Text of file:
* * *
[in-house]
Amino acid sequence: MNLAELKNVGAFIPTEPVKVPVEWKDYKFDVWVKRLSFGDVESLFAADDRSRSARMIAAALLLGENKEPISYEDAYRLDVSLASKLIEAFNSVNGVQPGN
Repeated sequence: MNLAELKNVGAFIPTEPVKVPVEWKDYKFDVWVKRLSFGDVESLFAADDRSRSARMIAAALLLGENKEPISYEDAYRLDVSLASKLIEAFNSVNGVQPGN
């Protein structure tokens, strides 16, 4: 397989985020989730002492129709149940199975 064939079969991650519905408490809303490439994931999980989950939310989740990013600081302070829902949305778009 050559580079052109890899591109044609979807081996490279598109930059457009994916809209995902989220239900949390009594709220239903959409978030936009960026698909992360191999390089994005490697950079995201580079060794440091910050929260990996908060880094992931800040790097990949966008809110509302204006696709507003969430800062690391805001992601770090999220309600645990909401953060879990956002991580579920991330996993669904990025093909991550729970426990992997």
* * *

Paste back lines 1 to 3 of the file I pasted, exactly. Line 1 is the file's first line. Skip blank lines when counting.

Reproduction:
[in-house]
Amino acid sequence: MNLAELKNVGAFIPTEPVKVPVEWKDYKFDVWVKRLSFGDVESLFAADDRSRSARMIAAALLLGENKEPISYEDAYRLDVSLASKLIEAFNSVNGVQPGN
Repeated sequence: MNLAELKNVGAFIPTEPVKVPVEWKDYKFDVWVKRLSFGDVESLFAADDRSRSARMIAAALLLGENKEPISYEDAYRLDVSLASKLIEAFNSVNGVQPGN